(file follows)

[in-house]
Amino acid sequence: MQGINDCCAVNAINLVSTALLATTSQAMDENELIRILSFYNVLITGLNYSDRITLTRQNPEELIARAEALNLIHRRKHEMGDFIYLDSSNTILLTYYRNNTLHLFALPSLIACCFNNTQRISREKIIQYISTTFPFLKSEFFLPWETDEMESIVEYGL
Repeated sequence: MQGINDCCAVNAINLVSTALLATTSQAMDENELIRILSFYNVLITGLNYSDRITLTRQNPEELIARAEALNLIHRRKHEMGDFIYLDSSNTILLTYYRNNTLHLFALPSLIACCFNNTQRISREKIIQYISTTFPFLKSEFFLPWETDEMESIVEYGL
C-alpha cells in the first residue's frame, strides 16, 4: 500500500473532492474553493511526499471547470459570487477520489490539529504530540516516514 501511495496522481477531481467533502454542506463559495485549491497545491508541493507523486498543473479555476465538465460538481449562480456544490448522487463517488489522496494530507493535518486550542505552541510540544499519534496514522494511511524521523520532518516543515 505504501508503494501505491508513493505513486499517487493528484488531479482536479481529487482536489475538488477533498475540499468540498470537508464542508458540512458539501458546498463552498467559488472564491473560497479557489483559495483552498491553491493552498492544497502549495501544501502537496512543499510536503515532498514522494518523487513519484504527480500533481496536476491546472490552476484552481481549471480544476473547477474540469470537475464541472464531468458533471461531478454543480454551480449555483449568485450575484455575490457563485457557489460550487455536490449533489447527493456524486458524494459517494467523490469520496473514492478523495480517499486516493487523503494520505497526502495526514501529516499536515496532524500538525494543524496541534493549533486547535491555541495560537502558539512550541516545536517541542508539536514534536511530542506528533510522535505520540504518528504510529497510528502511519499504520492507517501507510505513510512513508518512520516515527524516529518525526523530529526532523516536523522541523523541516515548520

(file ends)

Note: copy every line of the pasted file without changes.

[in-house]
Amino acid sequence: MQGINDCCAVNAINLVSTALLATTSQAMDENELIRILSFYNVLITGLNYSDRITLTRQNPEELIARAEALNLIHRRKHEMGDFIYLDSSNTILLTYYRNNTLHLFALPSLIACCFNNTQRISREKIIQYISTTFPFLKSEFFLPWETDEMESIVEYGL
Repeated sequence: MQGINDCCAVNAINLVSTALLATTSQAMDENELIRILSFYNVLITGLNYSDRITLTRQNPEELIARAEALNLIHRRKHEMGDFIYLDSSNTILLTYYRNNTLHLFALPSLIACCFNNTQRISREKIIQYISTTFPFLKSEFFLPWETDEMESIVEYGL
C-alpha cells in the first residue's frame, strides 16, 4: 500500500473532492474553493511526499471547470459570487477520489490539529504530540516516514 501511495496522481477531481467533502454542506463559495485549491497545491508541493507523486498543473479555476465538465460538481449562480456544490448522487463517488489522496494530507493535518486550542505552541510540544499519534496514522494511511524521523520532518516543515 505504501508503494501505491508513493505513486499517487493528484488531479482536479481529487482536489475538488477533498475540499468540498470537508464542508458540512458539501458546498463552498467559488472564491473560497479557489483559495483552498491553491493552498492544497502549495501544501502537496512543499510536503515532498514522494518523487513519484504527480500533481496536476491546472490552476484552481481549471480544476473547477474540469470537475464541472464531468458533471461531478454543480454551480449555483449568485450575484455575490457563485457557489460550487455536490449533489447527493456524486458524494459517494467523490469520496473514492478523495480517499486516493487523503494520505497526502495526514501529516499536515496532524500538525494543524496541534493549533486547535491555541495560537502558539512550541516545536517541542508539536514534536511530542506528533510522535505520540504518528504510529497510528502511519499504520492507517501507510505513510512513508518512520516515527524516529518525526523530529526532523516536523522541523523541516515548520